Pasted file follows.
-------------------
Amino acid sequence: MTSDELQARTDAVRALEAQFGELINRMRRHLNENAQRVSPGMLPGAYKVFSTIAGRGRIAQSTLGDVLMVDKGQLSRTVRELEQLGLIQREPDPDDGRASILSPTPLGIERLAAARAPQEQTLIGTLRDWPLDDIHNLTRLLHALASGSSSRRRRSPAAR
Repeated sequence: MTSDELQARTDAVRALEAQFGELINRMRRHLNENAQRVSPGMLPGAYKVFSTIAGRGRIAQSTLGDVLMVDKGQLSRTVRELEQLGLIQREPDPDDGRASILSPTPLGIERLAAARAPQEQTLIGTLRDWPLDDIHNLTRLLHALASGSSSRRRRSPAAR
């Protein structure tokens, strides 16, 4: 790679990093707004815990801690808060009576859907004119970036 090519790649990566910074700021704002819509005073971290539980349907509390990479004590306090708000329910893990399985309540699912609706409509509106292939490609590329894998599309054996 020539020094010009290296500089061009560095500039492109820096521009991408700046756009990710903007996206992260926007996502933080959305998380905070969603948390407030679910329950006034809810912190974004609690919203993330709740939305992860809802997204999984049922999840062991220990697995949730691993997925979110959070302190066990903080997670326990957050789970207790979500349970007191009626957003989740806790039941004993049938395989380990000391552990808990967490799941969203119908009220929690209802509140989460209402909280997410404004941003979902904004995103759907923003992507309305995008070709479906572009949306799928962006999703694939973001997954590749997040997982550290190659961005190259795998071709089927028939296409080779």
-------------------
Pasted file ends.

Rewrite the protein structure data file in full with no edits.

Amino acid sequence: MTSDELQARTDAVRALEAQFGELINRMRRHLNENAQRVSPGMLPGAYKVFSTIAGRGRIAQSTLGDVLMVDKGQLSRTVRELEQLGLIQREPDPDDGRASILSPTPLGIERLAAARAPQEQTLIGTLRDWPLDDIHNLTRLLHALASGSSSRRRRSPAAR
Repeated sequence: MTSDELQARTDAVRALEAQFGELINRMRRHLNENAQRVSPGMLPGAYKVFSTIAGRGRIAQSTLGDVLMVDKGQLSRTVRELEQLGLIQREPDPDDGRASILSPTPLGIERLAAARAPQEQTLIGTLRDWPLDDIHNLTRLLHALASGSSSRRRRSPAAR
């Protein structure tokens, strides 16, 4: 790679990093707004815990801690808060009576859907004119970036 090519790649990566910074700021704002819509005073971290539980349907509390990479004590306090708000329910893990399985309540699912609706409509509106292939490609590329894998599309054996 020539020094010009290296500089061009560095500039492109820096521009991408700046756009990710903007996206992260926007996502933080959305998380905070969603948390407030679910329950006034809810912190974004609690919203993330709740939305992860809802997204999984049922999840062991220990697995949730691993997925979110959070302190066990903080997670326990957050789970207790979500349970007191009626957003989740806790039941004993049938395989380990000391552990808990967490799941969203119908009220929690209802509140989460209402909280997410404004941003979902904004995103759907923003992507309305995008070709479906572009949306799928962006999703694939973001997954590749997040997982550290190659961005190259795998071709089927028939296409080779």